Healthcare Industry News: osteoporosis
News Release - November 21, 2007
Roche Submits Application for FDA Approval of ACTEMRA(R) for the Treatment of Rheumatoid ArthritisACTEMRA(R) is the first humanized interleukin-6 (IL-6) receptor-inhibiting monoclonal antibody seeking approval to treat rheumatoid arthritis
NUTLEY, N.J., Nov. 21 (HSMN NewsFeed) -- Roche announced today the submission of a biologics license application (BLA) to the U.S. Food and Drug Administration (FDA) seeking approval to market ACTEMRAŽ (tocilizumab) to reduce the signs and symptoms in adults with moderate to severe rheumatoid arthritis (RA).
"The filing for ACTEMRA represents a significant milestone for Roche, and brings us another step closer to making this important therapy available to the millions of patients in the United States who suffer from the agonizing pain and debilitating effects associated with rheumatoid arthritis," said George Abercrombie, President and CEO, Hoffmann-La Roche Inc.
ACTEMRA is the first humanized interleukin-6 (IL-6) receptor-inhibiting monoclonal antibody and represents a novel mechanism of action to treat RA. Research suggests that reducing the activity of IL-6, one of several key cytokines involved in the inflammatory process, may reduce inflammation of the joints and relieve certain systemic effects of RA.
The BLA submission to the FDA is based on results from five international Phase III studies which demonstrated ACTEMRA as monotherapy or in combination with disease modifying anti-rheumatic drugs (DMARDs) such as methotrexate significantly reduced the signs and symptoms of rheumatoid arthritis as measured by ACR -- as well as achieving disease activity score (DAS) remission -- compared to DMARD therapies alone. Furthermore, patients who had previously failed anti-tumor necrosis factor (anti-TNF) treatments also showed significant improvement in signs and symptoms of RA after treatment with ACTEMRA.
Roche will file a Marketing Authorization Application (MAA) for ACTEMRA with the European Medicines Agency (EMEA) in early December.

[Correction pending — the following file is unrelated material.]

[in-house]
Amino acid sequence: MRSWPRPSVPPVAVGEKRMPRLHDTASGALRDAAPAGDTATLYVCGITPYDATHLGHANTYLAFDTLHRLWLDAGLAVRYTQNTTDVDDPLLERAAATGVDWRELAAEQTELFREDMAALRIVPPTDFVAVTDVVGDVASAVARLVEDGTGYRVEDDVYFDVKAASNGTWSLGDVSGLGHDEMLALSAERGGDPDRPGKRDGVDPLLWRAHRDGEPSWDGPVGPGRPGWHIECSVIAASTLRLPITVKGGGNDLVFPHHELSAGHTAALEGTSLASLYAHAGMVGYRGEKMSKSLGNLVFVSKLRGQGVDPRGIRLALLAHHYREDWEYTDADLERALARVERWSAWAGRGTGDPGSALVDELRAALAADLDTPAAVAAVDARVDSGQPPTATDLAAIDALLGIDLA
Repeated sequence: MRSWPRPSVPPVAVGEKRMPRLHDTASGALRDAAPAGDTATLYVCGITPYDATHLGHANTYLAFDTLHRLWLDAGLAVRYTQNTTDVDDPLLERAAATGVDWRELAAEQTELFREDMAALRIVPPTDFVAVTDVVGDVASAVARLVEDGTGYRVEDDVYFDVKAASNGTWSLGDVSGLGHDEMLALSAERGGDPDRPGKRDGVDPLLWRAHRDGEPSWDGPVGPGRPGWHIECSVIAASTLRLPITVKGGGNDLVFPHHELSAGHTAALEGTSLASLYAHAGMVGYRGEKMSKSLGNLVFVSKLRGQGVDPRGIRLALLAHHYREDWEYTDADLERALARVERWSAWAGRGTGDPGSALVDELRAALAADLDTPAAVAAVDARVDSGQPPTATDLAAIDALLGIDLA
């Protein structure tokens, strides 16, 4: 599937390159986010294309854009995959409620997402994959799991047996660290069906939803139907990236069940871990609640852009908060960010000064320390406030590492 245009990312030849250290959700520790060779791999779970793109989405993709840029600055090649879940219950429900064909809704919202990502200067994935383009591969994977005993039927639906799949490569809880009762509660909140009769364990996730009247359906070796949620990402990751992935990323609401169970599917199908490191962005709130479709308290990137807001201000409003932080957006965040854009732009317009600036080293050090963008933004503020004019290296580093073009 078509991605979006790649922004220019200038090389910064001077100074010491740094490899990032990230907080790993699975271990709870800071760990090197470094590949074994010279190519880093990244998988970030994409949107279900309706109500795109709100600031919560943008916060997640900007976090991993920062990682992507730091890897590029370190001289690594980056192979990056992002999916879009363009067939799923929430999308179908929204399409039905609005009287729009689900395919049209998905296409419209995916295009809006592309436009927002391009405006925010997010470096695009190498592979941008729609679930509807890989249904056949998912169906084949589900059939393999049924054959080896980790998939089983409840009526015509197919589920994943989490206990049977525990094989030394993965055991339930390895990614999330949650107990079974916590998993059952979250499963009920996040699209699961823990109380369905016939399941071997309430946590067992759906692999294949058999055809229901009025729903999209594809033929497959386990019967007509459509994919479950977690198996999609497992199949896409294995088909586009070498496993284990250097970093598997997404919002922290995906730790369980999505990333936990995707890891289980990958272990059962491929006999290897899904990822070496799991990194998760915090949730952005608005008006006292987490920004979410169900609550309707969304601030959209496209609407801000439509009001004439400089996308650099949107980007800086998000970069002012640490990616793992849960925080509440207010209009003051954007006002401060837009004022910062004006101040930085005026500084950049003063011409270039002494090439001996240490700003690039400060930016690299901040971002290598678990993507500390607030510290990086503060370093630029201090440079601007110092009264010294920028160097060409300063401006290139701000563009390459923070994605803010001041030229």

The clinical development program conducted by Roche includes five clinical studies and has enrolled more than 4,000 patients in 40 countries, including the U.S. One of these Phase III trials evaluating ACTEMRA in RA is an ongoing two-year study and is expected to report one-year data evaluating the effect of ACTEMRA on the inhibition of structural damage in 2008.
ACTEMRA is part of a co-development agreement with Chugai, a Japanese company. ACTEMRA was launched in Japan by Chugai in June 2005 as a therapy for Castleman's disease. Additional indications for RA and systemic-onset juvenile idiopathic arthritis were also filed in Japan in April 2006 and are currently under review.
The serious adverse events reported in ACTEMRA clinical trials were serious infections and hypersensitivity reactions including anaphylaxis. The most common adverse events reported in clinical studies were upper respiratory tract infection, nasopharyngitis, headache and hypertension. Increases in liver function tests (ALT and AST) were seen in some patients; these increases were generally mild and reversible, with no hepatic injuries or any observed impact on liver function.
About Rheumatoid Arthritis
Rheumatoid arthritis is a progressive, systemic autoimmune disease characterized by inflammation of the membrane lining in the joints. This inflammation causes a loss of joint shape and function, resulting in pain, stiffness and swelling, ultimately leading to irreversible joint destruction and disability. Characteristics of RA include redness, swelling, pain and movement limitation around joints of the hands, feet, elbows, knees and neck that leads to loss of function. In addition, the systemic symptoms of RA include fatigue, decreased hemoglobin and osteoporosis and may contribute to shortening life expectancy by affecting major organ systems. After 10 years, less than 50% of patients can continue to work or function normally on a daily basis. RA affects more than 21 million people worldwide with approximately 2.1 million people affected in the U.S.
Hoffmann-La Roche Inc. (Roche), based in Nutley, N.J., is the U.S. pharmaceuticals headquarters of the Roche Group, one of the world's leading research-oriented healthcare groups with core businesses in pharmaceuticals and diagnostics. For more than 100 years in the U.S., Roche has been committed to developing innovative products and services that address prevention, diagnosis and treatment of diseases, thus enhancing people's health and quality of life. An employer of choice, in 2007 Roche was named Top Company of the Year by Med Ad News and one of the Top 20 Employers (Science magazine). In 2006, Roche was ranked the No. 1 Company to Sell For (Selling Power), and one of AARP's Top Companies for Older Workers, and in 2005, Roche was named one of Fortune magazine's Best Companies to Work For in America. For additional information about the U.S. pharmaceuticals business, visit our websites: http://www.rocheusa.com or http://www.roche.us
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Source: Roche Group
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